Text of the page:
Another generation in Competition policy control of Regional development policy

Cite as: Wishlade, F., (2015) Another generation in Competition policy control of Regional development policy. European Policy Research Paper, No 89, European Policies Research Centre, University of Strathclyde, Glasgow

The last pieces of the new regulatory framework for regional aid are finally coming together: following the adoption of the new regional aid guidelines last year, Member States have been engaged in devising assisted area maps, the last of which were approved on 16 September 2014; and, with the adoption of the general block exemption regulation this year, new instruments are being designed and implemented. More generally, over the last year or so, the European Commission has largely completed the reform programme set out in the 2012 State aid modernisation initiative.
The reach of the reforms has been considerable: almost every substantive State aid text has been subject to review and revision, and there have been important procedural changes, notably in relation to transparency and new requirements for evaluation. Overall, there has been a significant recalibration of policy. In some areas, the scope of compatible aid has been enlarged. By contrast, in the area of regional aid, there has been a significant tightening of some aspects of policy – notably regarding support for large firms in ‘c’ areas and the treatment of large cases of aid in all assisted areas.
The cornerstone of the recent reforms is the General Block Exemption Regulation, GBER 2014-20, under which the Commission estimates that around three-quarters of aid measures and two-thirds of aid expenditure will be exempted from notification. Most regional aid measures will be based on the GBER, subject to the assisted area maps determined on the basis of RAG 2014-20. At the domestic level, the focus of activity in the latter half of 2013 and early 2014 was on the preparation of new assisted area maps and associated policy instruments in line with RAG 2014-20.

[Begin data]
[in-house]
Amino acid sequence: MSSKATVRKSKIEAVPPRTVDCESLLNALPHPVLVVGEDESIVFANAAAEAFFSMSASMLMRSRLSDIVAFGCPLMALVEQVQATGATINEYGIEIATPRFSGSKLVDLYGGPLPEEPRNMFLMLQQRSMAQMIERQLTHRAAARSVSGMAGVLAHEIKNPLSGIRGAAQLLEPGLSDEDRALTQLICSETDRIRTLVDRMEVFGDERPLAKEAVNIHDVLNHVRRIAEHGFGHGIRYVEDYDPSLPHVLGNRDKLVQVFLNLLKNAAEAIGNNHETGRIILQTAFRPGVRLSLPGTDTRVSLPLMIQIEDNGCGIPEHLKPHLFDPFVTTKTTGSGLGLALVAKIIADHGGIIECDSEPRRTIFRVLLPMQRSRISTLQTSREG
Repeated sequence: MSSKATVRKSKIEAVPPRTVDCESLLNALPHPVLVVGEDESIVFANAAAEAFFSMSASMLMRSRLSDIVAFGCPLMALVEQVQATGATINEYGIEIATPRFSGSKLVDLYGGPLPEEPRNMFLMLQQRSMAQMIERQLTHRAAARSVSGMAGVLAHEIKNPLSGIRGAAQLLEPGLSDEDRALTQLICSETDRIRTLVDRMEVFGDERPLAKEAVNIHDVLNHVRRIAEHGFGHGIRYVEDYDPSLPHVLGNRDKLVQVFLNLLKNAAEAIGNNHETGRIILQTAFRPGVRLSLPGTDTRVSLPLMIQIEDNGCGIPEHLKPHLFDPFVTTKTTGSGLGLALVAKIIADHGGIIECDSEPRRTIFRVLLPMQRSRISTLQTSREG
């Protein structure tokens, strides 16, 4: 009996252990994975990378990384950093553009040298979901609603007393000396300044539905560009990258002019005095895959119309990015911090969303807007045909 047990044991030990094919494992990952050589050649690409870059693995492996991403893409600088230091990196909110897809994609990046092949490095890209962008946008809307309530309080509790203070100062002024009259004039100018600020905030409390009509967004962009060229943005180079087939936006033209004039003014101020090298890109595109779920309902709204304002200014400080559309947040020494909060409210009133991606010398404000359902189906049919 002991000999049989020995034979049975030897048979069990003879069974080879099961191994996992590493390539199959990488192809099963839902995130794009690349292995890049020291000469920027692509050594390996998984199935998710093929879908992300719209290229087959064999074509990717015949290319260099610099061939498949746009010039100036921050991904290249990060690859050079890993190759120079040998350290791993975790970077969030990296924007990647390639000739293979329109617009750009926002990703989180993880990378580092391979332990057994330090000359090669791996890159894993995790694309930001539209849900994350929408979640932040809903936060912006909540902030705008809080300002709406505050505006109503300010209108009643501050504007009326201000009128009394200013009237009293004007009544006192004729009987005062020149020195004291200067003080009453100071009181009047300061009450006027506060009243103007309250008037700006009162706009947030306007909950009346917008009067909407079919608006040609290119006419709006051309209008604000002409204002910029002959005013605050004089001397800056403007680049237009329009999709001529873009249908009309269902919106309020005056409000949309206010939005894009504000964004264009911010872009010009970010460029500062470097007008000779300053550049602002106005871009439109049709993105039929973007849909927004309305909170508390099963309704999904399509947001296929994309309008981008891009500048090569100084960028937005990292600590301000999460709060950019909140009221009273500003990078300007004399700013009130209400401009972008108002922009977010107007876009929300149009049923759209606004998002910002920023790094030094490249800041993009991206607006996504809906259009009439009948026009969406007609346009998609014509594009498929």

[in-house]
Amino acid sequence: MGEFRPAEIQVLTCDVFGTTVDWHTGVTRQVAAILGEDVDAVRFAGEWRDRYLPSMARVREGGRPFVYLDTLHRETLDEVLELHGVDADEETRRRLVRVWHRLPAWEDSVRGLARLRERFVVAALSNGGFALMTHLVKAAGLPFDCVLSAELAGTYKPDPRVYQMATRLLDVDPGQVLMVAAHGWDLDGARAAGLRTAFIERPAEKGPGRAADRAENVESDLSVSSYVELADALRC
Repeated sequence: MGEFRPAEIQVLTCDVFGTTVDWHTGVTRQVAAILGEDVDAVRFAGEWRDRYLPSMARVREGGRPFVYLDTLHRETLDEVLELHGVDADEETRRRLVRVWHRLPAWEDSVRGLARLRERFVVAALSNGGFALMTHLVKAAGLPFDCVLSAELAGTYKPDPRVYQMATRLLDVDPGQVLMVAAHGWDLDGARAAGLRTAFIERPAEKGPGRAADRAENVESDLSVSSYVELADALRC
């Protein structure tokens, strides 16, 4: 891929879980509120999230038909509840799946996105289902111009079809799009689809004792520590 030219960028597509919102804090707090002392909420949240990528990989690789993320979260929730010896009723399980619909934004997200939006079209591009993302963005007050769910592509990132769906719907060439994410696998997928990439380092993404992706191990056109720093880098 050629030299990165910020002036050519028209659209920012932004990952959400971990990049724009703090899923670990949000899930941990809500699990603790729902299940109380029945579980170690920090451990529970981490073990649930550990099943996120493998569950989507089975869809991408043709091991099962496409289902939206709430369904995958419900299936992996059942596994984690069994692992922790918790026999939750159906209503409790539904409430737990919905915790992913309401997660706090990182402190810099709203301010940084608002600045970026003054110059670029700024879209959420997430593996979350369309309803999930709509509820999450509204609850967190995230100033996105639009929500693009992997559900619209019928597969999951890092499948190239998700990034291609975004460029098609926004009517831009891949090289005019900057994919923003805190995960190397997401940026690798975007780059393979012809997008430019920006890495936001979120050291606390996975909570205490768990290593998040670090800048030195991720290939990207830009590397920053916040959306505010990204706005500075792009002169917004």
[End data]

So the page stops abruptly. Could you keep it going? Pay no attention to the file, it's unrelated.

There is an important interface between the RAG and the GBER. The purpose of the RAG is twofold: it defines the criteria for the assisted area maps; and it has a residual role as the basis for assessment of aid measures (whether schemes or individual aids) that do not fall within the GBER. However, some aspects of the interface between RAG and GBER lack clarity. A major change in the new framework is the treatment of aid to large firms in ‘c’ areas. The aim of the Commission was essentially to exclude expansion investment from eligibility, but it remains to be seen exactly what types of investment can be supported through regional aid in ‘c’ areas. Also important, all notifiable aid will be subject to the compatibility assessment in the RAG, potentially increasing the number of case subject to detailed scrutiny.
Among other new developments is an emphasis on evaluation. The provision of an evaluation plan can now, in effect be a precondition for the approval of a regional aid schemes, and has already been required in one published decision, though it will generally apply only to particularly large or novel measures.
An important issue that goes beyond regional aid concerns the definition of State aid. In the wake of the Leipzig-Halle case, considerable uncertainty surrounds the State aid relevance of public spending on infrastructure. Recent decisions on several German infrastructure-related regional development schemes have cleared some forms of intervention, but required others to be amended or to be notified on a case-by-case basis.

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